A unusual silver vase modelled as a leather black jack

Price range: £5-10,000

A London Britannia standard silver vase, dated 1890, the design taken from a rare leather bottle (“black jack”) from the 18th century. Marked George Gilliam, over stamping actual maker Edwin Charles Purdie. The avant garde appearance of this bottle may be deliberate, but is more likely to be a chance consequence of the design. Intriguingly the 18th century leather bottle on which the design is based is recorded in a 1920’s book on Black Jacks that was written by Oliver Baker – one of Liberty’s early designers for the Cymric silver range and whose work is featured significantly in the Collection.

Maker: Edwin Charles Purdie
Designer: Unknown, copies a rare “Black Jack” leather bottle
Date : 1890
Marks: ECP overstamped GG, London, date letter “p”
Material: Brittania silver (950/1000)
Condition: Excellent, some minor scratches and dents commensurate with age.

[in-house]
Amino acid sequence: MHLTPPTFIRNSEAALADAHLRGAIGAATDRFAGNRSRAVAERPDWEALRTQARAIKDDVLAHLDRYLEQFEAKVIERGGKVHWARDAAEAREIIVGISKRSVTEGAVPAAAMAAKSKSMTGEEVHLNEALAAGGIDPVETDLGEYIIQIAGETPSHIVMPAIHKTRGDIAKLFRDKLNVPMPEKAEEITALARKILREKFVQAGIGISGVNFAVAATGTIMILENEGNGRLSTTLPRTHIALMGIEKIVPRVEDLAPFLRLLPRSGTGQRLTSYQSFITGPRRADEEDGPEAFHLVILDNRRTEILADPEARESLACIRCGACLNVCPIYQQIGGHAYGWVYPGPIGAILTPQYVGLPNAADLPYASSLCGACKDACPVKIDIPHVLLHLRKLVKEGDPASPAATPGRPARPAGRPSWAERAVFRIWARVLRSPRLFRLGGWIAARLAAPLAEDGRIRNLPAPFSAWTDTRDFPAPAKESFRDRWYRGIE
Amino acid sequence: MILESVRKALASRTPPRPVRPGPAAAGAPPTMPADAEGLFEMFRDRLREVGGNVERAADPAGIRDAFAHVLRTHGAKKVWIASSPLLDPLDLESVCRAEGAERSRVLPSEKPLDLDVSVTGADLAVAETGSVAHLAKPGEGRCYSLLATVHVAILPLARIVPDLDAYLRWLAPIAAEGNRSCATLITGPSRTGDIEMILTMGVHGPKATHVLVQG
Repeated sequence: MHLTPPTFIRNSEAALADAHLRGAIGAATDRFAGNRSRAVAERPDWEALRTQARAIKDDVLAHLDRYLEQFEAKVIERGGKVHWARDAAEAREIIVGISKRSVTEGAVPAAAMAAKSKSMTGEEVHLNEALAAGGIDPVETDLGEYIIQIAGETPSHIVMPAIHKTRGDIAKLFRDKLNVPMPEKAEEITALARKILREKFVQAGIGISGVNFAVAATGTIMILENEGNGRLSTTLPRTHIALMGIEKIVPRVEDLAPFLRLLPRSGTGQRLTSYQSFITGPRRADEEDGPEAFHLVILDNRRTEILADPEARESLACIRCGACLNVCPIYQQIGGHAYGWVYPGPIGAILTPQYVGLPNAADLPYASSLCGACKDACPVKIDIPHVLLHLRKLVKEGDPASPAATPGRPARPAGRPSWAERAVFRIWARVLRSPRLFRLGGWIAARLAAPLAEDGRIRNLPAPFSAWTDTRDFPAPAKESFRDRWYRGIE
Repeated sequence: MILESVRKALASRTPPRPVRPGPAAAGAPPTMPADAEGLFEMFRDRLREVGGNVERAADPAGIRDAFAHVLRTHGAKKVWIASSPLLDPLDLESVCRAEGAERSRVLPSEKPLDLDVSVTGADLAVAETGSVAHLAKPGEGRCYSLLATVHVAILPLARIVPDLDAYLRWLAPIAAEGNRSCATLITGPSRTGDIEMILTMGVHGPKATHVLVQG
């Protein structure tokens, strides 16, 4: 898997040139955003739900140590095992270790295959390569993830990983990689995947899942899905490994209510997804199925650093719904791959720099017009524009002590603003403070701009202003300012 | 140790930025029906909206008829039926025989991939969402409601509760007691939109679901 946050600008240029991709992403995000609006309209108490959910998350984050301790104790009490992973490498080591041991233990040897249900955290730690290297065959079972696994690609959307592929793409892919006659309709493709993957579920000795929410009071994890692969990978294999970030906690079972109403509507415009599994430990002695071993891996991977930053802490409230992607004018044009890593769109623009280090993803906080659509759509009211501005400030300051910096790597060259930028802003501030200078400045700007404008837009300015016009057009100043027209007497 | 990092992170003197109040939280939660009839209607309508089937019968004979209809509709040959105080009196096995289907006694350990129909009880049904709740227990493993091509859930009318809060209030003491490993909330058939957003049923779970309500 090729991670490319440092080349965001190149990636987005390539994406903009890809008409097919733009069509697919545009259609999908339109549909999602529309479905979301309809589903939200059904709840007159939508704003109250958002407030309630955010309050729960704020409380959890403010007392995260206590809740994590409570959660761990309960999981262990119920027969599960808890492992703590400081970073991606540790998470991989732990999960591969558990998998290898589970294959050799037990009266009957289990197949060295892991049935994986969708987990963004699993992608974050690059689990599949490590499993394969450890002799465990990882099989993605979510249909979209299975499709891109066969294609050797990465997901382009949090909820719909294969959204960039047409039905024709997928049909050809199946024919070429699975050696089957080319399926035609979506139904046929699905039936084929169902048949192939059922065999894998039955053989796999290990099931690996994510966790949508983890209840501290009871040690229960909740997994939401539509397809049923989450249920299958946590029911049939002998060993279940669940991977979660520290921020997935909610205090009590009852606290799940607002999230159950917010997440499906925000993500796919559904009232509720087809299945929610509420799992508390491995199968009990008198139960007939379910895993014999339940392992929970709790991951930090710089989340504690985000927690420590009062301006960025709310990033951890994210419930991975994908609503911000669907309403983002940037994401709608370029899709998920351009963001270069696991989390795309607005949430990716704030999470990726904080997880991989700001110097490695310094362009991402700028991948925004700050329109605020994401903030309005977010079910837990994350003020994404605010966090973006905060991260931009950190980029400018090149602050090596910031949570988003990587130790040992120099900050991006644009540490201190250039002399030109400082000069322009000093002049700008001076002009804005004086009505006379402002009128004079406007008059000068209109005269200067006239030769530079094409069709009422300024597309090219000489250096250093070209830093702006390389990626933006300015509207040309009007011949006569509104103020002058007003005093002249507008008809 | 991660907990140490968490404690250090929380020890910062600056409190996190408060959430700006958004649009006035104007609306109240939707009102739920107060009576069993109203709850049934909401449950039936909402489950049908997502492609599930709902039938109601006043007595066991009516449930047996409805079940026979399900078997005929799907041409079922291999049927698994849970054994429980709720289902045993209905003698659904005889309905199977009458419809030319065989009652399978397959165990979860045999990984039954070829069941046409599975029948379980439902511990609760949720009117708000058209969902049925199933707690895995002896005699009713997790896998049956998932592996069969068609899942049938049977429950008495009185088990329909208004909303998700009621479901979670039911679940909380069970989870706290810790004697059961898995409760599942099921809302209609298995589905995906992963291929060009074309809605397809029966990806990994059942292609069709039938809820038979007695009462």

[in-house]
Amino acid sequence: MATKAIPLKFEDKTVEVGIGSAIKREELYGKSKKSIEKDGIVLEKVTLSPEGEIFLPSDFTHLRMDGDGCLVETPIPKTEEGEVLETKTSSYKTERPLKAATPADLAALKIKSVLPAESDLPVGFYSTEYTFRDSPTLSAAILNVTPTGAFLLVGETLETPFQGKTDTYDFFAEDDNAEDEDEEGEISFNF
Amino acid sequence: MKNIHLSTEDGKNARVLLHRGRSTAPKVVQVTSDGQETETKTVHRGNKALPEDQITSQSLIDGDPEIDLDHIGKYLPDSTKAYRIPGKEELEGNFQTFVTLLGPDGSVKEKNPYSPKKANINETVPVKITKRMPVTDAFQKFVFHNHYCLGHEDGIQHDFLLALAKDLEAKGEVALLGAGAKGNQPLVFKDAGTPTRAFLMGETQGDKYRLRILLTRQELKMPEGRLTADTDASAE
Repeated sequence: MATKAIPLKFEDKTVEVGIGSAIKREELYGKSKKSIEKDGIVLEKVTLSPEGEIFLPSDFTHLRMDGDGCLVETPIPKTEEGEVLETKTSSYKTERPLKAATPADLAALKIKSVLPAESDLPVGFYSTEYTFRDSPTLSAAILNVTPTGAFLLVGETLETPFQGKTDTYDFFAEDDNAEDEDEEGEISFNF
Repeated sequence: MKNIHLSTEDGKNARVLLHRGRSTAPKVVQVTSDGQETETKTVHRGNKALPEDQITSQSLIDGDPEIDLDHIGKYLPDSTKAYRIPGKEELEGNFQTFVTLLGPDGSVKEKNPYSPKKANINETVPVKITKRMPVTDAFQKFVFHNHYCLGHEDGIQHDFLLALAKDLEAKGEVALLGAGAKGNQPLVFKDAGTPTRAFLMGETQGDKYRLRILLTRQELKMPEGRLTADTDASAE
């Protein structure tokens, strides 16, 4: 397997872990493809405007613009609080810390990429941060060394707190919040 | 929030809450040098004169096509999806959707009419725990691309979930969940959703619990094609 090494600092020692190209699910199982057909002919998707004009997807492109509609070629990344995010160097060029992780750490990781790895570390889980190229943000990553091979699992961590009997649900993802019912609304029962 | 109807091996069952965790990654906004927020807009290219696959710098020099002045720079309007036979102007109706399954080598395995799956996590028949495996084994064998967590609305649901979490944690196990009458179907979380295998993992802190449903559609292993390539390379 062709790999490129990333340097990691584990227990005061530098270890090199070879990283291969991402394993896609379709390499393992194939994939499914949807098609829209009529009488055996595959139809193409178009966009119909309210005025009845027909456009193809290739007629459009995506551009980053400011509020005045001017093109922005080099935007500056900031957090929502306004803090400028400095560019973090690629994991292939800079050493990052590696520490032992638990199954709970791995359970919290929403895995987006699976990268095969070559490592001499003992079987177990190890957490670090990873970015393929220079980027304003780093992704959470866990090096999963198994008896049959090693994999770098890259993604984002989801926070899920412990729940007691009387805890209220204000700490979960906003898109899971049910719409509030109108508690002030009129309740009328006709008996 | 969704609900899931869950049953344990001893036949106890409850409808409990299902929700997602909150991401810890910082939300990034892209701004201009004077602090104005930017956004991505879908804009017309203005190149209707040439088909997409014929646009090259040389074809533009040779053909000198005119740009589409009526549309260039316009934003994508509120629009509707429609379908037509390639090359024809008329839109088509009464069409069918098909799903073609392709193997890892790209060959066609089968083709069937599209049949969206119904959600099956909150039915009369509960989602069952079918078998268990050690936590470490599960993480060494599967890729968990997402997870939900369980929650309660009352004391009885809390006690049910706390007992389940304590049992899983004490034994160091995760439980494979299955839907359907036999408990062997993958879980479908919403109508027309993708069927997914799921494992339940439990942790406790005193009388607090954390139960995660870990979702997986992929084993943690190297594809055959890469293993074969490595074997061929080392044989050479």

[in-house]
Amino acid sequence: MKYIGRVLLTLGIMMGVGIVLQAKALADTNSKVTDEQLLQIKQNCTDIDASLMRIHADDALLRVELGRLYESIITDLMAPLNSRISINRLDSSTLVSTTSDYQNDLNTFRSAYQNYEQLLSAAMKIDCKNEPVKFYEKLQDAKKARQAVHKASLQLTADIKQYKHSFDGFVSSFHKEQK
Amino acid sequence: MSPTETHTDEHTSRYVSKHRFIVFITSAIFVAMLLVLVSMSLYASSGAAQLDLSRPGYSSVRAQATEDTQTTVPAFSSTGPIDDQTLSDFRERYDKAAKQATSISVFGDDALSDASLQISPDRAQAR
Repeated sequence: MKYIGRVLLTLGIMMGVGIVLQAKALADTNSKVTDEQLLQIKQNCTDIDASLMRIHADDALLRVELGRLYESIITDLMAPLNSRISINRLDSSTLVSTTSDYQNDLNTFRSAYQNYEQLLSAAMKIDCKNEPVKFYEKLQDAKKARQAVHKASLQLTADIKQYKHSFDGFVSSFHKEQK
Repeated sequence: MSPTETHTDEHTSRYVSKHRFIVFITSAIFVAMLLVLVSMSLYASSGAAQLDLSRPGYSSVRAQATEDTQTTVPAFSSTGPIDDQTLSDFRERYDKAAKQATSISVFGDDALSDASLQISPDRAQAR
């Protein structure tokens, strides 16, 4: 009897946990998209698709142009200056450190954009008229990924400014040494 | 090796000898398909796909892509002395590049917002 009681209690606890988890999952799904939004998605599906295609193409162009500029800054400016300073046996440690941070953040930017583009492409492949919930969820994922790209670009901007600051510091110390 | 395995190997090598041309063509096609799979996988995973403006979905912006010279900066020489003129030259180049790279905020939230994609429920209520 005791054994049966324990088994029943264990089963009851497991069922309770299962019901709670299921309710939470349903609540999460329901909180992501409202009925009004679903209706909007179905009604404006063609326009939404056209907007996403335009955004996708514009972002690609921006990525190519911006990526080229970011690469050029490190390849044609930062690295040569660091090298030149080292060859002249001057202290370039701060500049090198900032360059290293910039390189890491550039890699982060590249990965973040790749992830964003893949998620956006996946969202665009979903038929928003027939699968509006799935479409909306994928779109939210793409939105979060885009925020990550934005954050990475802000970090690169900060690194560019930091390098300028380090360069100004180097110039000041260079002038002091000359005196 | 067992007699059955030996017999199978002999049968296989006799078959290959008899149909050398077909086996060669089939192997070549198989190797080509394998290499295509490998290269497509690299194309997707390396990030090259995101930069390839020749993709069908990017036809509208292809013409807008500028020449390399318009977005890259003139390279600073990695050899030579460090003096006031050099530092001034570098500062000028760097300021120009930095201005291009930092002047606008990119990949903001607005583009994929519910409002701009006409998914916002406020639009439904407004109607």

Size: 22.5cm high, 12cm wide, 8cm deep
Weight : 897 grams, 31.6 oz

SKU: A3 Category:


George Gilliam was an upmarket London retailer who is known to have commissioned pieces from the less well known silversmith Edwin Charles Purdie. Few pieces are known by Purdie though he seems to have produced one or two other special pieces based on auction records.

From Oliver Baker’s book “Black Jacks and Leather Bottells” illustrated on page 49 is a “rare” bottle very like the silver version above. The illustration is of a leather bottle once held at the Leather Bottle Inn in Wandsworth, which remains open today. Baker writes  “This kind of bottle is decidedly rare and I only know of three others, one in the museum at Glastonbury, and another in the old castle at Taunton. The third is in my own collection… “